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School bus drivers and the unions that represent some of them say school districts and state lawmakers should act quickly to address the "devastating" driver shortage that's prompted major delays and scheduling headaches as Minnesota students return to school.

Speaking Monday in a virtual news conference, drivers and union leaders said the yearslong struggle to fill bus driver jobs has reached a breaking point this fall. On top of longstanding challenges like pay and irregular hours, they said many drivers have opted out of the field because of COVID-19-related health concerns, more frequent schedule shifts, and other pandemic-related complications. As a result, school systems are scrambling; St. Paul Public Schools was forced into last-minute route cancellations and Minneapolis Public Schools is offering incentives to families who drive their own students to school.

The problem is happening across the country; in Massachusetts this week, the governor activated the National Guard to help fill in on school bus routes.

"There are not enough school bus drivers for schools to function normally," said Teresa Jakubowski, a driver for the Rosemount-Apple Valley-Eagan school district. "The pandemic accelerated [the trend] and now the public is painfully aware of it."

Kelly Gibbons, executive director for Service Employees International Union Local 284, which represents thousands of Minnesota school workers, said the problems will continue to build until driving a school bus becomes a sustainable job for more people: Drivers should be paid more, have the opportunity to work more hours, and be eligible for unemployment benefits when schools are shut down for weeks or months at a time.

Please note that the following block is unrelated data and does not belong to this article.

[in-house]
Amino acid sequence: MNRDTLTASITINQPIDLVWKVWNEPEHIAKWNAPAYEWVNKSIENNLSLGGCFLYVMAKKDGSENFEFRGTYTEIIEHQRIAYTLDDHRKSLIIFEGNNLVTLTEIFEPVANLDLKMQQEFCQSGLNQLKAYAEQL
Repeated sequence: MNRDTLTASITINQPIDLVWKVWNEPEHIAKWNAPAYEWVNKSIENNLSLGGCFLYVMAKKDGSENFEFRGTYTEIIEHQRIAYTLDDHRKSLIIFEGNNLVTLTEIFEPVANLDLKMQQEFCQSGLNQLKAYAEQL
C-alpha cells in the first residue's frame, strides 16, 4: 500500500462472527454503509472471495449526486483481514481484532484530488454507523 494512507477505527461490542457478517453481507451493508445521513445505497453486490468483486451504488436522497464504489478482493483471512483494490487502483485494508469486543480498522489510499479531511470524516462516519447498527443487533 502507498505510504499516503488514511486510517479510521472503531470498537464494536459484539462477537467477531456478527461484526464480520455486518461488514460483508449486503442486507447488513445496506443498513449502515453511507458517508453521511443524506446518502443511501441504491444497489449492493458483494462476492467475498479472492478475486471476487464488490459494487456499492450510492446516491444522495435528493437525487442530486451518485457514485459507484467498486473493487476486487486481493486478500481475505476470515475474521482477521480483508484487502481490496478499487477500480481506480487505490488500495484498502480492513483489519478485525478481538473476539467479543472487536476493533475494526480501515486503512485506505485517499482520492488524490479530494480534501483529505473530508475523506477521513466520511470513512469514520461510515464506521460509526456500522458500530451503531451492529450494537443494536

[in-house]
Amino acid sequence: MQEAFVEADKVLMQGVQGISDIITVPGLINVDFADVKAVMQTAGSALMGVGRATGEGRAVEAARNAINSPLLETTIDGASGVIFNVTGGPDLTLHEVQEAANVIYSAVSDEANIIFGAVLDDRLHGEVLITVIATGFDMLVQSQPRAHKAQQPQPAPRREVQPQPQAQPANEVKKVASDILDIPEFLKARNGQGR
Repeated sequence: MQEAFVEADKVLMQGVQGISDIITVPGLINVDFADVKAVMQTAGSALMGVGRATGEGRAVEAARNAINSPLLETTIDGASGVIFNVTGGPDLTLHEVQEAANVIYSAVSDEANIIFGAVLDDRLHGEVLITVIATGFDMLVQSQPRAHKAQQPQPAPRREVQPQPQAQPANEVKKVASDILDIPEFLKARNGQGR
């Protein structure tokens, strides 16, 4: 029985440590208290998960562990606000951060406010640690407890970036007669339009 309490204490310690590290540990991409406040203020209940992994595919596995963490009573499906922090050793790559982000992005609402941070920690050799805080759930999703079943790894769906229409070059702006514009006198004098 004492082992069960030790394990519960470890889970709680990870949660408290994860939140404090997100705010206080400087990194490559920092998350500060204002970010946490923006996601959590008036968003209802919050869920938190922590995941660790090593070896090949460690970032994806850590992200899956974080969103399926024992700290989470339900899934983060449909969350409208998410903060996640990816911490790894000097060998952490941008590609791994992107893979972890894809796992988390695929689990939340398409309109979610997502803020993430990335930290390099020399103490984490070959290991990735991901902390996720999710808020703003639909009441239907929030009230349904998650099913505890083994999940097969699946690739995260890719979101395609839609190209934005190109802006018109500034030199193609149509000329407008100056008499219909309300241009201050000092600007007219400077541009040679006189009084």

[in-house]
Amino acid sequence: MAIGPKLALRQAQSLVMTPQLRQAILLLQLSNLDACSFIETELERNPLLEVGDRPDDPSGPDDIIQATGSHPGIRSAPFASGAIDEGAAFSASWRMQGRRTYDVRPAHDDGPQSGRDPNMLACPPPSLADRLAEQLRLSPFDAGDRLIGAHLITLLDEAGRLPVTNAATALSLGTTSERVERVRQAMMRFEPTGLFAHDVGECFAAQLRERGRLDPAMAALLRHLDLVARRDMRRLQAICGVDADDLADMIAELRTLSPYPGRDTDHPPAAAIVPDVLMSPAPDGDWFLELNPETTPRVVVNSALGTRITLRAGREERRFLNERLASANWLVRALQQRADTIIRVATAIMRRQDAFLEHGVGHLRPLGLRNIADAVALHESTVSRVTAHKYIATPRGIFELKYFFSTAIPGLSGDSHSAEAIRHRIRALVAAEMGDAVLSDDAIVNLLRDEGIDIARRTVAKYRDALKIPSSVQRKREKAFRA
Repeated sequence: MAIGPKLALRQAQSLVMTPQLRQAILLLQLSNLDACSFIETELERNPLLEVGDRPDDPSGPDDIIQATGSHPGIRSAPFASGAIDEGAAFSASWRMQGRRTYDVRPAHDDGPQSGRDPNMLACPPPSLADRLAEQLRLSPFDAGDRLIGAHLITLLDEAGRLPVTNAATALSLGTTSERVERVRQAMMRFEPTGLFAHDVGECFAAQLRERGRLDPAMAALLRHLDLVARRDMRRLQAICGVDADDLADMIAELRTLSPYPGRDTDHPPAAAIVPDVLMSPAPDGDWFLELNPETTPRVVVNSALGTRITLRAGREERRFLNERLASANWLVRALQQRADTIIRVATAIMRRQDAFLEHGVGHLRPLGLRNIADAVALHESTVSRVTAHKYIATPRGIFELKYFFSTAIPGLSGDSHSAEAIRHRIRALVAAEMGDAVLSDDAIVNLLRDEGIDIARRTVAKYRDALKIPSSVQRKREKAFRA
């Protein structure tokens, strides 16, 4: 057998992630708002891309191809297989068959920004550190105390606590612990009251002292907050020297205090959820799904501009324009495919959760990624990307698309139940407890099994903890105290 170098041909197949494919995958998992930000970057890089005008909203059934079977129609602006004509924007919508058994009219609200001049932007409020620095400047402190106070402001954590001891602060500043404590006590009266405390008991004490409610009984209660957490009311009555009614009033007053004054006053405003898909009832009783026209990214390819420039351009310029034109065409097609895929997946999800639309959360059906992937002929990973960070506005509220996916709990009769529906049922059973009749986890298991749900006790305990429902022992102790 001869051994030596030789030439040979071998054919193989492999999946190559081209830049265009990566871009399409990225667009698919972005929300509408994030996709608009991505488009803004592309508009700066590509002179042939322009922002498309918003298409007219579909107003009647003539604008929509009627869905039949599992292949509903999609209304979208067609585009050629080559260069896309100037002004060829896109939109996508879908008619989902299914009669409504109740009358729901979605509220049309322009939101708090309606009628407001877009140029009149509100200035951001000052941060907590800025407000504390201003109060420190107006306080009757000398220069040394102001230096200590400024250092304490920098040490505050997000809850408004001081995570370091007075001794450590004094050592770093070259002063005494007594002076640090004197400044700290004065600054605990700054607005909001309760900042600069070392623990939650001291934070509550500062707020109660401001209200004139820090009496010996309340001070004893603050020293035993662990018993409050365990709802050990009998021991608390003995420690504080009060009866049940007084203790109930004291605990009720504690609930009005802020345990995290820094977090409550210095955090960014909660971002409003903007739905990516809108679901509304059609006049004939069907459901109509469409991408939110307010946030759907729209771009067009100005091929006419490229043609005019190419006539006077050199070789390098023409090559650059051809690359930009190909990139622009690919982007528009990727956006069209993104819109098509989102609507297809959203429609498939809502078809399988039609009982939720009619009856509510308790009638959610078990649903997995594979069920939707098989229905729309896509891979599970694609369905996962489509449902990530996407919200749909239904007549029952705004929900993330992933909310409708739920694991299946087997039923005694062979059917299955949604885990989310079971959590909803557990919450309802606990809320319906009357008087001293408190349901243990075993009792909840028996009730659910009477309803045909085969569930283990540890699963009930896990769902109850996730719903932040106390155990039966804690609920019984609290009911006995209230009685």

Driving a school bus means signing up for a choppy work schedule that typically begins in the early morning hours and concludes in late afternoon, with a long break in between. Jackubowski said many drivers don't have time to go home or do much else between morning and afternoon routes, so they end up spending up to 11 hours at work — but are only paid for six or eight hours. Plus, drivers are not paid on the many days throughout the year that schools are closed for teacher workdays or other events, or during holiday or summer breaks.

That uncertainty means the job is a tough sell for many workers, and school districts have long depended on a steady supply of drivers who have retired from other careers and can handle the unusual schedule. But during the pandemic, many of those older workers decided they no longer want to be on a bus.

"We've been relying on them for a long time and we shouldn't be relying on them," said Gus Froemke, communications director for the Teamsters Local 320, which represents bus drivers in Minneapolis and other districts. "We need to bring in new workers who are younger, who will be there longer."

Froemke said his members in Minneapolis are feeling the shortage in a big way. The district used to run 30 bus routes for special-education students. This year, without enough drivers, it had to combine them into just 13 routes. Typically, his union has about 170 bus-driver members from the Minneapolis school district, but this year the number has dropped to 90.

Froemke said drivers are concerned about the ways school districts are patching their transportation holes, including contracting with private taxi companies — particularly because it raises questions about those drivers' training and background checks, and how well districts can track the vehicles when they're transporting students.

Minneapolis Public Schools spokeswoman Julie Schultz Brown said her district has contracted with taxi companies for years to help keep up when bus drivers are in short supply. She said those drivers are subject to the same background checks as bus drivers who work in the district.